Really? You're that fearful of what we'd find in your blood, NBA players? If you're not fearful, why allow your representatives to make it seem like you're that fearful? How can you expect me NOT to wonder if you're cheating? Especially when so many other world-class athletes are cheating? Are you really expecting me to believe that Don MacLean, Matt Geiger, Soumaila Samake, Lindsey Hunter, Darius Miles, Rashard Lewis and O.J. Mayo — seven guys with a combined two All-Star appearances — were the only NBA players who ever used banned performance enhancers? ...
I believe that Ray Lewis cheated. I believe that to be true based on circumstantial evidence, his age, his overcompetitiveness, the history of that specific injury, and the fact that his "recovery" made my shit detector start vibrating like a chainsaw.
I believe in my right to write the previous paragraph because athletes pushed us to this point. We need better drug testing. We need blood testing. We need biological passports. We need that stuff now. Not in three years. Not in two years. Now. I don't even know what I am watching anymore.
I believe we need to fix this disconnect between our private conversations and our public ones. Cheating in professional sports is an epidemic. Wondering about the reasons behind a dramatically improved performance, or a dramatically fast recovery time, shouldn't be considered off-limits for media members. We shouldn't feel like scumbags bringing this stuff up.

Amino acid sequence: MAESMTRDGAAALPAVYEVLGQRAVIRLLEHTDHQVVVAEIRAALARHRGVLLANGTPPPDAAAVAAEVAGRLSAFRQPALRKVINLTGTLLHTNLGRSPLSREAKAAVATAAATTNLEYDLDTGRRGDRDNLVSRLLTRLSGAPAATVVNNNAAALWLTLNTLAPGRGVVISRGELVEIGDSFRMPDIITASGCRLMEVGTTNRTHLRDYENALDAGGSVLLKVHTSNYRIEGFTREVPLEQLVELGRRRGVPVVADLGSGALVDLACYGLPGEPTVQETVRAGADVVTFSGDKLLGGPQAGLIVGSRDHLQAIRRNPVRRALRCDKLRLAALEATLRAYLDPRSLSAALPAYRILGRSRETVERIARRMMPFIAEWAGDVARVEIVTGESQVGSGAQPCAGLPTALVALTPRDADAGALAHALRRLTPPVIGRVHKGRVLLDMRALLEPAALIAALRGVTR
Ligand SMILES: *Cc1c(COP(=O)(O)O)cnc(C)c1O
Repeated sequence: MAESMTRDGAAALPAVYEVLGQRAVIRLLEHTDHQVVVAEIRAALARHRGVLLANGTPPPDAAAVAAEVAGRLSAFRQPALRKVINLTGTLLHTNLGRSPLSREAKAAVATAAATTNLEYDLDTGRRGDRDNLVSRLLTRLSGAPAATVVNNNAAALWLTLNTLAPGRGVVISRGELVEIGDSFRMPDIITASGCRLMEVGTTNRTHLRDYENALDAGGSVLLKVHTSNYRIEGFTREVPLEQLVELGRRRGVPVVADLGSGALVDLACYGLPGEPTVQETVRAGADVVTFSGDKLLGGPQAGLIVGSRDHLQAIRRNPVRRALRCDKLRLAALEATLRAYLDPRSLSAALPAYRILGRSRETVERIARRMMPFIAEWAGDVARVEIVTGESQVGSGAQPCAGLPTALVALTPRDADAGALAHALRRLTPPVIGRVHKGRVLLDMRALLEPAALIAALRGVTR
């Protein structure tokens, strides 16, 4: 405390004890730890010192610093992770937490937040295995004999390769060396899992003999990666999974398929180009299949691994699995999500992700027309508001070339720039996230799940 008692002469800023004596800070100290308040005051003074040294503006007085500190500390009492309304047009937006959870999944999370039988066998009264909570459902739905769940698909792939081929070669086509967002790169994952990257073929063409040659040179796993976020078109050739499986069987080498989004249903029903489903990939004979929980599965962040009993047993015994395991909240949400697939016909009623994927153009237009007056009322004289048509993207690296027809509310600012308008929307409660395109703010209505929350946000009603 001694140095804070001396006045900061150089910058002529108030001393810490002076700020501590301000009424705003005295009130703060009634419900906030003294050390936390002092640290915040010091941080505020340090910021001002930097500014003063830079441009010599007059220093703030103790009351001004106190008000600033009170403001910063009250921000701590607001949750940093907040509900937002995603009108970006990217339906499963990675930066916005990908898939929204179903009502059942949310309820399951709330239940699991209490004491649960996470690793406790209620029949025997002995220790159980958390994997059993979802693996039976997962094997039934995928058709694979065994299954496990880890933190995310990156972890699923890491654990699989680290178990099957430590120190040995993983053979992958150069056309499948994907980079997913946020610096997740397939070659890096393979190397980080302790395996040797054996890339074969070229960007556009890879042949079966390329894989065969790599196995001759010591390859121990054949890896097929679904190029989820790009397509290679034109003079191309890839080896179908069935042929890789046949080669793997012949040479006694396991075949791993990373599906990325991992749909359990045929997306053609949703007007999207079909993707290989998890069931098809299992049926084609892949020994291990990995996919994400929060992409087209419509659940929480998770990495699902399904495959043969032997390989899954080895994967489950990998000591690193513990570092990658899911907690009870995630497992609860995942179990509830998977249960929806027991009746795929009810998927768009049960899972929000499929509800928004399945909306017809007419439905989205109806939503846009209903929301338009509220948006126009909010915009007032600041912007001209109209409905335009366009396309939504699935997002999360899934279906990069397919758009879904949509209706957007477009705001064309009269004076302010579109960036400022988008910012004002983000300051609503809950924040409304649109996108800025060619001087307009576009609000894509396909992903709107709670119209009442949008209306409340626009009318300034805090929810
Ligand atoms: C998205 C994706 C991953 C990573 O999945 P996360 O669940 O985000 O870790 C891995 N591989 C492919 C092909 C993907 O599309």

A few questions for readers:
Last summer I pointed out that tennis great Roger Federer , with his shirt off, looks like Sean Connery with his shirt off in an early James Bond movie, not like some anatomical exhibit like many of his rivals.
A reader suggested that the L.A. Clippers point guard Chris Paul, an MVP candidate this season, seldom looks absurdly ripped.
And then we're down to golfers like Phil Mickelson ... (Has Tiger gotten over his SEAL Team Six phase?)
To me, a couple of obvious candidates are local heroes of my boyhood. A candidate for helping pioneer use of the The Juice in college football might be The Juice himself, O.J. Simpson, who at USC in 1967-68 was probably the most famous college football player of all time.
Now, you might think that writing an article making insinuations that maybe the character of O.J. Simpson wasn't as pure as we had once assumed wouldn't be that daunting to sportswriters. But, it doesn't seem to come up much.
My other candidate is Wilt Chamberlain. He didn't get any taller, but around the time he came out to L.A. he got a lot wider due to weightlifting. Until Wilt's late career, everybody had assumed that the beanpole look was ideal for basketball players.